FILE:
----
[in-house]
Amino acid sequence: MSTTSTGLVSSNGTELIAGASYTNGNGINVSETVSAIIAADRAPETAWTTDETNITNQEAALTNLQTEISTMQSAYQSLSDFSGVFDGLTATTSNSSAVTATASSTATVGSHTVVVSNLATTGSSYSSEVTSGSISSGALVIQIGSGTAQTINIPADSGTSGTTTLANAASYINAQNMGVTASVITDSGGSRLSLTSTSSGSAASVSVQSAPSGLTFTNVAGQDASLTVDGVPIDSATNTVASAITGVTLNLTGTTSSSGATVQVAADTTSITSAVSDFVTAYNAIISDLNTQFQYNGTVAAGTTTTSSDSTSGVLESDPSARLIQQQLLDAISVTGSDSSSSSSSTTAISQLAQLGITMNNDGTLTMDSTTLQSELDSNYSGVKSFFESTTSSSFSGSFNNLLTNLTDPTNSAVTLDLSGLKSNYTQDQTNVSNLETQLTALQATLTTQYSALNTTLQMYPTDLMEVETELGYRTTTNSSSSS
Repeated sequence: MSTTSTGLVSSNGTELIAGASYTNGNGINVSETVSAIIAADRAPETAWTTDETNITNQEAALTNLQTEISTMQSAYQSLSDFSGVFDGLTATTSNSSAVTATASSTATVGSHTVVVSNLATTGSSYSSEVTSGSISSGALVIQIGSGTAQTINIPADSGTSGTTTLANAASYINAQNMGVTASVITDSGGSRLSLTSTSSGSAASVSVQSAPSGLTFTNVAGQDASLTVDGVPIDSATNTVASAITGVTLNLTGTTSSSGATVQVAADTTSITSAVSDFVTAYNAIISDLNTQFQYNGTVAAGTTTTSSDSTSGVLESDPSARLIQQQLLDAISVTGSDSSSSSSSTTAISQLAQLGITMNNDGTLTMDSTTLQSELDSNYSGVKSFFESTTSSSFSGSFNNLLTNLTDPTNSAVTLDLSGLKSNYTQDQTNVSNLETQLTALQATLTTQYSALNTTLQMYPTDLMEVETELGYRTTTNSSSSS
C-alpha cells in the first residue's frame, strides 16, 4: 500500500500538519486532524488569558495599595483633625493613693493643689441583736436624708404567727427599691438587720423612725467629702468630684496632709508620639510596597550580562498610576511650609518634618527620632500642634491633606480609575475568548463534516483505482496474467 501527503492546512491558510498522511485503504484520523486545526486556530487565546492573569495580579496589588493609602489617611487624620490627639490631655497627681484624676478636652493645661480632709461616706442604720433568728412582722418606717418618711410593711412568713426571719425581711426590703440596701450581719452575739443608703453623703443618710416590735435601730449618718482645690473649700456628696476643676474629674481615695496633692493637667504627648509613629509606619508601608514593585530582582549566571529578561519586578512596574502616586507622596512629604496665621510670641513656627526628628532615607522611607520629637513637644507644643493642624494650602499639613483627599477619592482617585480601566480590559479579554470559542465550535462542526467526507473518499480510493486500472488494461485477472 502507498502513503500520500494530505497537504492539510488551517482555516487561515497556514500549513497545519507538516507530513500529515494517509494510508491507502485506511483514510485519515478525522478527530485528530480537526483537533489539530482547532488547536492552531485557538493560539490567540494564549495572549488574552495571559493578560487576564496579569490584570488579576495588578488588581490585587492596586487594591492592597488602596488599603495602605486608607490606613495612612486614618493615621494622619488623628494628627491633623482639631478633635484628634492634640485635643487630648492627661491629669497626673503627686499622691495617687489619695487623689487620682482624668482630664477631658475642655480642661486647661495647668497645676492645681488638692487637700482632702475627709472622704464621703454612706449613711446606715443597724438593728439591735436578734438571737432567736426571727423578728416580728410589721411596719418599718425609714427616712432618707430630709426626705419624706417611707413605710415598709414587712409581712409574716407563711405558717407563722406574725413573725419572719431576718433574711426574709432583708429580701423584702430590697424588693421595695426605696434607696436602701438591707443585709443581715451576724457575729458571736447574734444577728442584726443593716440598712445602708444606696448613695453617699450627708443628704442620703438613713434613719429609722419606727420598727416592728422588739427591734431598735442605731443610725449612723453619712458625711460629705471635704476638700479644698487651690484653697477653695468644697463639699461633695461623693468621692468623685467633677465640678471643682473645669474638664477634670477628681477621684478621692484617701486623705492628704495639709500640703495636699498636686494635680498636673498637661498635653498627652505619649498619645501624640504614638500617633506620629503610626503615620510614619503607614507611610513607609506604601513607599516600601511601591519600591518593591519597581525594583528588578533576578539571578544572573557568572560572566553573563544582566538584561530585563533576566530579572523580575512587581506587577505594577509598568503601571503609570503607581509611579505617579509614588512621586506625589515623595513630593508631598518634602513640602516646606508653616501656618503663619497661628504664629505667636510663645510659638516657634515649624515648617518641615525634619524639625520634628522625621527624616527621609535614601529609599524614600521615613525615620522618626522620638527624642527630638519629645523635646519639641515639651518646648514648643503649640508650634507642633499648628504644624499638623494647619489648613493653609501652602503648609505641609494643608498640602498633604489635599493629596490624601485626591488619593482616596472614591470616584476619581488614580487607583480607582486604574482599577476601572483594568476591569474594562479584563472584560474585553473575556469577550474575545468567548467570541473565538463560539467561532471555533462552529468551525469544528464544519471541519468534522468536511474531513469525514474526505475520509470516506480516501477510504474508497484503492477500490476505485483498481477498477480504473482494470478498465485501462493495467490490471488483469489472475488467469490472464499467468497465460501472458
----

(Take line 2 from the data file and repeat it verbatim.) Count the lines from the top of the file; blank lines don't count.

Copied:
Amino acid sequence: MSTTSTGLVSSNGTELIAGASYTNGNGINVSETVSAIIAADRAPETAWTTDETNITNQEAALTNLQTEISTMQSAYQSLSDFSGVFDGLTATTSNSSAVTATASSTATVGSHTVVVSNLATTGSSYSSEVTSGSISSGALVIQIGSGTAQTINIPADSGTSGTTTLANAASYINAQNMGVTASVITDSGGSRLSLTSTSSGSAASVSVQSAPSGLTFTNVAGQDASLTVDGVPIDSATNTVASAITGVTLNLTGTTSSSGATVQVAADTTSITSAVSDFVTAYNAIISDLNTQFQYNGTVAAGTTTTSSDSTSGVLESDPSARLIQQQLLDAISVTGSDSSSSSSSTTAISQLAQLGITMNNDGTLTMDSTTLQSELDSNYSGVKSFFESTTSSSFSGSFNNLLTNLTDPTNSAVTLDLSGLKSNYTQDQTNVSNLETQLTALQATLTTQYSALNTTLQMYPTDLMEVETELGYRTTTNSSSSS